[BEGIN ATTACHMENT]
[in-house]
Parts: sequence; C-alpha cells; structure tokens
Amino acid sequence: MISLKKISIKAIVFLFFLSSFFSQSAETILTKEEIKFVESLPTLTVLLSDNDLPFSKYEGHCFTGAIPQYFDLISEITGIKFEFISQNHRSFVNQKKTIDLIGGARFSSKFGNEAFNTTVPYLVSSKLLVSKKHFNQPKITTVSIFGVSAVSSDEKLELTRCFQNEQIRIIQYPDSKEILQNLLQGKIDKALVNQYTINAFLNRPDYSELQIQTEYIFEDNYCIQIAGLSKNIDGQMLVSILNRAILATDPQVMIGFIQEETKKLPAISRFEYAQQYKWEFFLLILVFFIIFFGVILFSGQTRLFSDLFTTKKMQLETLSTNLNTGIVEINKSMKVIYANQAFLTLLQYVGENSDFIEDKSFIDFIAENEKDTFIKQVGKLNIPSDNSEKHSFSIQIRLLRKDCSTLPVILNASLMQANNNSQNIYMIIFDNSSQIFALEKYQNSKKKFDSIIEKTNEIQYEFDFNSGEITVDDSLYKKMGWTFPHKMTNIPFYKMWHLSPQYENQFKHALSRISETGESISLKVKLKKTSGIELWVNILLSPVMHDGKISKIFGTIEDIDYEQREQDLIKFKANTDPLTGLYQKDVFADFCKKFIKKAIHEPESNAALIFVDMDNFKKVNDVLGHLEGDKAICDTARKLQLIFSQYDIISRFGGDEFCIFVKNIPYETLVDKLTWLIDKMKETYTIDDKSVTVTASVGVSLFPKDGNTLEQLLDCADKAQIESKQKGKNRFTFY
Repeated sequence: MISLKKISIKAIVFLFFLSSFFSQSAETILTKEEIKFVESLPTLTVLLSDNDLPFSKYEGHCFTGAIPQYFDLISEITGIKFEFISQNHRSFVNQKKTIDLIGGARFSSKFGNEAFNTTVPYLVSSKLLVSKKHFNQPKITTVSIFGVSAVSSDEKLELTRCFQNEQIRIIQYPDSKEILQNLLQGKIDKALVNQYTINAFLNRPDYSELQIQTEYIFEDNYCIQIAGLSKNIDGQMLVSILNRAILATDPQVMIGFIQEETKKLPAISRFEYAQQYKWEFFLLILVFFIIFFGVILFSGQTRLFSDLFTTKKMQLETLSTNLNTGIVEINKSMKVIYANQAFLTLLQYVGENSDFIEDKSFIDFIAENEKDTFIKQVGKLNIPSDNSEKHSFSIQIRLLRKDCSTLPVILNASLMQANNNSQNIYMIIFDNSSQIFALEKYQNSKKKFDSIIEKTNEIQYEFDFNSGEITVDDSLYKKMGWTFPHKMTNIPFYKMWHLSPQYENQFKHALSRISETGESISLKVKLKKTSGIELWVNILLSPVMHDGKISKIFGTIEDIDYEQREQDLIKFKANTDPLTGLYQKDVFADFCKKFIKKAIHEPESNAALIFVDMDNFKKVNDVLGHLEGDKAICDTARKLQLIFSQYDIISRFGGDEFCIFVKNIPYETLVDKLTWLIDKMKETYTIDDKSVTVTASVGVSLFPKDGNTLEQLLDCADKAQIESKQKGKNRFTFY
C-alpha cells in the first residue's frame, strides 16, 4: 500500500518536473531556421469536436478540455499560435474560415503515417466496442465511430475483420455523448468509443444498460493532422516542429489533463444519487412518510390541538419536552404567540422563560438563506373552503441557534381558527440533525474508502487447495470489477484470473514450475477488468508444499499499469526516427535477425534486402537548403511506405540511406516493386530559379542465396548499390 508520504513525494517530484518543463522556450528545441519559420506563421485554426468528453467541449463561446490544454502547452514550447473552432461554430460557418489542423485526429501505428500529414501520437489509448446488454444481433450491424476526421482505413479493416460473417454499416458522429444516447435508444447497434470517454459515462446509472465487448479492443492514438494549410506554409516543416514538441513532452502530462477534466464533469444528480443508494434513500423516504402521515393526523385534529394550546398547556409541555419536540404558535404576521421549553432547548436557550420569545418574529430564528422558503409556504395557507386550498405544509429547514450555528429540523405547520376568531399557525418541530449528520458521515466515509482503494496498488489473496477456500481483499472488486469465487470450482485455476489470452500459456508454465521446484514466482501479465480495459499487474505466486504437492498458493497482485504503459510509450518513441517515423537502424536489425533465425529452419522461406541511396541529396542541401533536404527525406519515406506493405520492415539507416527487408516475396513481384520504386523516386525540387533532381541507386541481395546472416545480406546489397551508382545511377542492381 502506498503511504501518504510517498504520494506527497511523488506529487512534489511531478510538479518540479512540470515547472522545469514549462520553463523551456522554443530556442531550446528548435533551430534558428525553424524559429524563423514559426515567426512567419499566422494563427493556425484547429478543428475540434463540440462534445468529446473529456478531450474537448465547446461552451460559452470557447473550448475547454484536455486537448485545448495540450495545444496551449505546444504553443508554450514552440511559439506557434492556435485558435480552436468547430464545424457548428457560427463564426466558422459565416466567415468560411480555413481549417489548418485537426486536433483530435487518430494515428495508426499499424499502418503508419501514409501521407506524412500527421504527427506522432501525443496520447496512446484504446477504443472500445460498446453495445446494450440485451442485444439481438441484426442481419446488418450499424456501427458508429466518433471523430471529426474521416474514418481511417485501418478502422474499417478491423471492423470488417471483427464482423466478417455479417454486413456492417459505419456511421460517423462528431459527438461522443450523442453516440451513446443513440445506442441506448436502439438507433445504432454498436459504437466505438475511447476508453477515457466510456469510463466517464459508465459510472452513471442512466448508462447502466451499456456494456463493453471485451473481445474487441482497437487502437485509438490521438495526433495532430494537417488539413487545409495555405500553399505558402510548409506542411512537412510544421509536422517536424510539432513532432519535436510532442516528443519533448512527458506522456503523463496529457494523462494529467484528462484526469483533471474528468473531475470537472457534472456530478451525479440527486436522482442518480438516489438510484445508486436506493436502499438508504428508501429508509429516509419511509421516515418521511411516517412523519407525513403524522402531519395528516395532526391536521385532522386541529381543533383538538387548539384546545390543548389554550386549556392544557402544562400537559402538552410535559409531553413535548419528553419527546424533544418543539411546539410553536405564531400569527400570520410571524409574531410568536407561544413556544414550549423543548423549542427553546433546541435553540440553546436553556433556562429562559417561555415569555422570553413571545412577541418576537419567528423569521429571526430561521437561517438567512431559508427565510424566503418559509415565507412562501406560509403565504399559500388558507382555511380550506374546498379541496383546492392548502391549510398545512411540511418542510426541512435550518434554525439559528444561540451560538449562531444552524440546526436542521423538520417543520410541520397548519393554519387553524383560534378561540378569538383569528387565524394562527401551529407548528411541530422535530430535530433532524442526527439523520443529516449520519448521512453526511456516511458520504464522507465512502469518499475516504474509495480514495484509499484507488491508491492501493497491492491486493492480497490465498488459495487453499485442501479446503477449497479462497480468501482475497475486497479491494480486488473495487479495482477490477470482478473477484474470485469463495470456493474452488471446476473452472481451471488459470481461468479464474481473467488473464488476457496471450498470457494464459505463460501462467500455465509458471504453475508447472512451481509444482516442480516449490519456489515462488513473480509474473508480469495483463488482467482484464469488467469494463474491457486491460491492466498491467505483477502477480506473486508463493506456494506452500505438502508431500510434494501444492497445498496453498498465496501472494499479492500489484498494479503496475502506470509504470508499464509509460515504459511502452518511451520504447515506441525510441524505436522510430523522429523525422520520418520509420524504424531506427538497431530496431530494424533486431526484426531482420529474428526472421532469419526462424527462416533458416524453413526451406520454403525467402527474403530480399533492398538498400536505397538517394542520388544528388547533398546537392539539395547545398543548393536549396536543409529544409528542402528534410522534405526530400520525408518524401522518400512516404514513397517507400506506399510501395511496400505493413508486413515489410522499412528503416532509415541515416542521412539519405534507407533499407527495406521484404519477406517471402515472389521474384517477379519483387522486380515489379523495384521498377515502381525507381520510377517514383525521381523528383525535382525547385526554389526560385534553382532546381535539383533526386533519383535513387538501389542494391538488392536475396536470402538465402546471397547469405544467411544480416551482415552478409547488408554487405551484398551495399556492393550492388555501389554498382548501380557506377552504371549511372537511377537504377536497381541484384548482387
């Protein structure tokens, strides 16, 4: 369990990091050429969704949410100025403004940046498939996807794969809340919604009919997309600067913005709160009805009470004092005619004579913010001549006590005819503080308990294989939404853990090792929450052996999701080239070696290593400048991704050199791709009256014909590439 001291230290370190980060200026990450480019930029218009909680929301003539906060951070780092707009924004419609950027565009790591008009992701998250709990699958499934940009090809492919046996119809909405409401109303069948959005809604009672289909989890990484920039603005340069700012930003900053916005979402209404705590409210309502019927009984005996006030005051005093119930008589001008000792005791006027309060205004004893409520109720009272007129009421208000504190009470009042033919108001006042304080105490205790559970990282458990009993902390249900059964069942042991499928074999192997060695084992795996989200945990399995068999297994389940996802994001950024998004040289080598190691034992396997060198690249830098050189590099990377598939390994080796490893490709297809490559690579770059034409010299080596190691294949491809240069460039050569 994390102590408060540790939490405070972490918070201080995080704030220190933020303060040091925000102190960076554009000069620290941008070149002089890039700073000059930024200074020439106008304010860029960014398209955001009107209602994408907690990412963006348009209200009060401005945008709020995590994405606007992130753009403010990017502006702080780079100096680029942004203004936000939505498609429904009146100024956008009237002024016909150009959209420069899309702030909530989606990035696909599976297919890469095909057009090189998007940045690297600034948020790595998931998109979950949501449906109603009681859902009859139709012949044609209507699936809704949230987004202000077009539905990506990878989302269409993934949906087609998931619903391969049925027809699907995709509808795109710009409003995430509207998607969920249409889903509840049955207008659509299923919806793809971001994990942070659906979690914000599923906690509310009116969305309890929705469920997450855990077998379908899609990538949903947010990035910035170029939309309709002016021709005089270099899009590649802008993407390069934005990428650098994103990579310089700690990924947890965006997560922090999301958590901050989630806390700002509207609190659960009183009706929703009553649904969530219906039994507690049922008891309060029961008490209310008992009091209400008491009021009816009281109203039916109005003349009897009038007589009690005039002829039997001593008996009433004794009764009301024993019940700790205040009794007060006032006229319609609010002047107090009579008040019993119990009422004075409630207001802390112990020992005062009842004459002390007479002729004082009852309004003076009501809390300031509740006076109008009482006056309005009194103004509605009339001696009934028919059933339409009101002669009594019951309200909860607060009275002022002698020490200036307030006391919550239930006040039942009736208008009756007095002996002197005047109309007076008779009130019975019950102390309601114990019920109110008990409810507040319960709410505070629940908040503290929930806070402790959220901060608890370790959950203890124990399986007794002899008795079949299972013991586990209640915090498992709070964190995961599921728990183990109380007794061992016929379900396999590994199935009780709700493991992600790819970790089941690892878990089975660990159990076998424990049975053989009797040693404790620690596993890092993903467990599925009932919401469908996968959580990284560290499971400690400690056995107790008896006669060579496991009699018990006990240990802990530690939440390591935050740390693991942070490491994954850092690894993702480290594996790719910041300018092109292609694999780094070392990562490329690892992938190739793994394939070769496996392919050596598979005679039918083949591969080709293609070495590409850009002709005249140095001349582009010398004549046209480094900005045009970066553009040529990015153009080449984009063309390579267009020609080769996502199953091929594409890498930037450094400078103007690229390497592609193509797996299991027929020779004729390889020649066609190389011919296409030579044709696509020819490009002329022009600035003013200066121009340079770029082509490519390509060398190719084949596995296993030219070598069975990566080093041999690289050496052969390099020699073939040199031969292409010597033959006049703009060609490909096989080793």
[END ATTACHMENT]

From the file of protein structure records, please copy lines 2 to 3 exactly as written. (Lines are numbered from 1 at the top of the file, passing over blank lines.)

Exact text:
Parts: sequence; C-alpha cells; structure tokens
Amino acid sequence: MISLKKISIKAIVFLFFLSSFFSQSAETILTKEEIKFVESLPTLTVLLSDNDLPFSKYEGHCFTGAIPQYFDLISEITGIKFEFISQNHRSFVNQKKTIDLIGGARFSSKFGNEAFNTTVPYLVSSKLLVSKKHFNQPKITTVSIFGVSAVSSDEKLELTRCFQNEQIRIIQYPDSKEILQNLLQGKIDKALVNQYTINAFLNRPDYSELQIQTEYIFEDNYCIQIAGLSKNIDGQMLVSILNRAILATDPQVMIGFIQEETKKLPAISRFEYAQQYKWEFFLLILVFFIIFFGVILFSGQTRLFSDLFTTKKMQLETLSTNLNTGIVEINKSMKVIYANQAFLTLLQYVGENSDFIEDKSFIDFIAENEKDTFIKQVGKLNIPSDNSEKHSFSIQIRLLRKDCSTLPVILNASLMQANNNSQNIYMIIFDNSSQIFALEKYQNSKKKFDSIIEKTNEIQYEFDFNSGEITVDDSLYKKMGWTFPHKMTNIPFYKMWHLSPQYENQFKHALSRISETGESISLKVKLKKTSGIELWVNILLSPVMHDGKISKIFGTIEDIDYEQREQDLIKFKANTDPLTGLYQKDVFADFCKKFIKKAIHEPESNAALIFVDMDNFKKVNDVLGHLEGDKAICDTARKLQLIFSQYDIISRFGGDEFCIFVKNIPYETLVDKLTWLIDKMKETYTIDDKSVTVTASVGVSLFPKDGNTLEQLLDCADKAQIESKQKGKNRFTFY